Happily I was able to record both my presentation and The Great Debate with Stu!
Although I’m a long-time Fibre Channel user, and certainly not the sort of person who denies the capabilities of that hallowed storage protocol, is it really necessary anymore? On Thursday, October 6, I’ll be taking up the challenge and debating Stu Miniman on this very topic as part of the Interop Conference and Expo in New York. Knowing my enthusiasm for iSCSI, organizers Mike Fratto and Howard Marks made me the rebel upstart, leaving Stu to defend the tired old lady!
Let me make it perfectly clear ahead of time: I’m actually something of a defender of Fibre Channel myself! I cringe whenever the “superiority” of Ethernet is raised, but this has more to do with the high standards of typical Fibre Channel SAN implementations than any real technical quality. In other words, it’s fairly straightforward to deploy a high-performance, reliable Fibre Channel SAN and fairly difficult to do the same with Ethernet-based protocols.
That said, I see the era of Fibre Channel coming to an end. 8 Gb Fibre Channel is fairly compelling as an upgrade from 4 Gb, but the jury is out when it comes to 16 Gb or even 32 Gb off in the future. By that time, Ethernet SAN will be widely available and supported, and will likely boast 40 Gb or 100 Gb performance to boot. Who is going to adopt a 32 Gb Fibre Channel SAN when Ethernet is three times faster?
But all of this is the future. Today, the battle lines are drawn between 8 Gb Fibre Channel and 1 Gb or 10 Gb iSCSI and NFS. This is the baseline for my Interop debate. I am not arguing about the future of SAN, or even iSCSI versus NFS. Rather, I am arguing that most businesses would be best served by implementing an iSCSI SAN rather than purchasing Fibre Channel today.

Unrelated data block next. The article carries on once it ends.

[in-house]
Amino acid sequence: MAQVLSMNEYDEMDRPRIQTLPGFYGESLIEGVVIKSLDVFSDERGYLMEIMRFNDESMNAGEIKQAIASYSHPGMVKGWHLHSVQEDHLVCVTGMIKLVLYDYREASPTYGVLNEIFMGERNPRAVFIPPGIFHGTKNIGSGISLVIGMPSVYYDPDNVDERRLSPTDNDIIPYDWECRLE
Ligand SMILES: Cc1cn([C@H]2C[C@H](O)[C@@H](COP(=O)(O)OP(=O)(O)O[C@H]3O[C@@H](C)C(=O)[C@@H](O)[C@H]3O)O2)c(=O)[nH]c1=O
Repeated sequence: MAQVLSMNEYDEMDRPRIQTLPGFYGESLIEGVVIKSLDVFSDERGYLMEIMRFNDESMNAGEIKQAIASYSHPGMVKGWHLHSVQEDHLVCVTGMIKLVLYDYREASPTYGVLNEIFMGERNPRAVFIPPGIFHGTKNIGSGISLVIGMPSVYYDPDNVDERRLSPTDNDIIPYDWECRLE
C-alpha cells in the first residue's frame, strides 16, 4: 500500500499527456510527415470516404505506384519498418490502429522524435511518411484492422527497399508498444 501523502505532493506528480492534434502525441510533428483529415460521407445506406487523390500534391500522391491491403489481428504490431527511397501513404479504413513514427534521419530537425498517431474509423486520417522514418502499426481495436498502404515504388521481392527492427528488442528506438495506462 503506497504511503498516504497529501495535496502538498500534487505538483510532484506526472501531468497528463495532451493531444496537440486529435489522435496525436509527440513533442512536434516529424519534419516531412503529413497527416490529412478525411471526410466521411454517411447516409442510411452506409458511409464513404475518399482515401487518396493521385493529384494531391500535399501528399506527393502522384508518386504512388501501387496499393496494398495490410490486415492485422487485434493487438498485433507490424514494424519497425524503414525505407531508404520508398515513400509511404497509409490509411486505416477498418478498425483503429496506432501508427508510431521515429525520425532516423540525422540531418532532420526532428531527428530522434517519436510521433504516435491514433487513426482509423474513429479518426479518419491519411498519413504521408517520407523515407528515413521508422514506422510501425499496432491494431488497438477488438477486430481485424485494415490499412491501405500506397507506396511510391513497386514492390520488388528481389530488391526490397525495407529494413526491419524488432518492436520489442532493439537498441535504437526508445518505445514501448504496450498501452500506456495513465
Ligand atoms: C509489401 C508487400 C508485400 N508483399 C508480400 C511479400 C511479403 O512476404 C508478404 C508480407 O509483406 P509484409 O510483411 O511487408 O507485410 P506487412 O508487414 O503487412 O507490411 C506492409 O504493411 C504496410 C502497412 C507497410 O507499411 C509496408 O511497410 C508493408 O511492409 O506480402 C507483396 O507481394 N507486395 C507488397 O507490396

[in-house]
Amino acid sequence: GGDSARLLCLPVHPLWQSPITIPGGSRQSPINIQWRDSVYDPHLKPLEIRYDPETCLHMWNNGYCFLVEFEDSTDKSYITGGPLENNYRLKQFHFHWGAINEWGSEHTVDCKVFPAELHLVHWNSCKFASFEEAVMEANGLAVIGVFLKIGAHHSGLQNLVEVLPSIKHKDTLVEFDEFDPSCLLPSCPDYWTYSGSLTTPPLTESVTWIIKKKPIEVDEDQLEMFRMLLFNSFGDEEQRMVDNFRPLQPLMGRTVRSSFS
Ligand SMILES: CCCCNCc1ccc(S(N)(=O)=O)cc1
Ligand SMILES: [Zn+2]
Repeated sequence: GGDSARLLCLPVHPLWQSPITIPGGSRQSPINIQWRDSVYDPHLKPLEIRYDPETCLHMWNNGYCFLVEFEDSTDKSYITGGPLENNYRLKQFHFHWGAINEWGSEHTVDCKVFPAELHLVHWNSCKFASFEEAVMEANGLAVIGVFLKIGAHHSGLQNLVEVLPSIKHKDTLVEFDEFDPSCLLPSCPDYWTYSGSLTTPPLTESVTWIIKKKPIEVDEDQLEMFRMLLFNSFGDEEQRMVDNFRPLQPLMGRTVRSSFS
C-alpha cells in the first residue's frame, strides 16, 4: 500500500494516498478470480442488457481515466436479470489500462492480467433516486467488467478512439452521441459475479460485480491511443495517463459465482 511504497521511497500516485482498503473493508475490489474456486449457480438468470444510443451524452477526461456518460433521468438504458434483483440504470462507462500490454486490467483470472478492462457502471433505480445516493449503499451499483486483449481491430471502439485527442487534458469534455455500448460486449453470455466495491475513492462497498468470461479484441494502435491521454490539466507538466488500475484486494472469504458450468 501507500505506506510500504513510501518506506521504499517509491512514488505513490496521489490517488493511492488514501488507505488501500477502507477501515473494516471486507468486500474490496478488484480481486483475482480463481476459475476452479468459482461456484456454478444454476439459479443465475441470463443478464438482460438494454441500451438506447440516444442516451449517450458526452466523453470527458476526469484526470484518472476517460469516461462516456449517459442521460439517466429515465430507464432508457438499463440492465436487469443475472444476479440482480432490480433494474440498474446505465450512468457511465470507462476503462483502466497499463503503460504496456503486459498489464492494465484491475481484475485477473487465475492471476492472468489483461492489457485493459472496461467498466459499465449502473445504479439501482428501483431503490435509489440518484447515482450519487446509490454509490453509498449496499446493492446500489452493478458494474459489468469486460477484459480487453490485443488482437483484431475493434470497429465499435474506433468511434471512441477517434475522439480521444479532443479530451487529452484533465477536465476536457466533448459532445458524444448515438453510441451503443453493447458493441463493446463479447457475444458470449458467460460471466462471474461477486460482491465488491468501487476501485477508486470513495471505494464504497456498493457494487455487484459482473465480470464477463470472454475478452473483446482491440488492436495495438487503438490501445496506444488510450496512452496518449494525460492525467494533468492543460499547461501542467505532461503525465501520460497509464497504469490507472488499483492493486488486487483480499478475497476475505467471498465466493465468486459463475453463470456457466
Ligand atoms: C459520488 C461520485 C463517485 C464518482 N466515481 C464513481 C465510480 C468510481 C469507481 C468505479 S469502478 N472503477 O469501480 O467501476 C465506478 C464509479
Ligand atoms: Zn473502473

I intend to record and stream our Interop debate, perhaps even real-time. Watch this blog for a recording, and follow me on twitter to see if a live stream is available. See you on Thursday!
Dennis Martin says
We have some data about adoption of iSCSI and FC storage courtesy of IDC in our Demartek iSCSI Deployment Guide 2011 http://www.demartek.com/Demartek_iSCSI_Deployment_Guide.html on our website. Free download.
FCoE is actually great. Mainly because it skips the infamous TCP overhead. The reason many people shy away from it is the lack of the “ecosystem”. Not many deploy it, too new, they are very few software vendors, no target for Windows, poor documentation, hard to find expertise. It’s like deploying Solaris for a web server. Sure it gets the job done, but its a pain the ass to find competent people to manage it.
The sheer widespreadness and momentum of iSCSI will probably eat up all potential FCoE customers in the mid-tier.
let’s not forget that iSCSI is just warming up, until 10GBE it sucked donkey balls in performance. It was absolutely impossible to run any serious traffic over puny 125MBs. Any “hot data” couldn’t be run over it, because of terrible latencies. You were basically limited to toyish scenarios that were not too demanding. Now you can run almost any application without even blinking. it is downright stellar. Just wait until RDMA becomes widespread!
I almost forgot this point. iSCSI is SCSI over TCP/IP. Notice I didn’t say anything about layer 2. It is layer 2 agnostic. You can, in theory, run it over FC or Infiniband, even over the Internet, which has a multitude of mediums. iSCSI’s fate is not tied to Ethernet’s fate.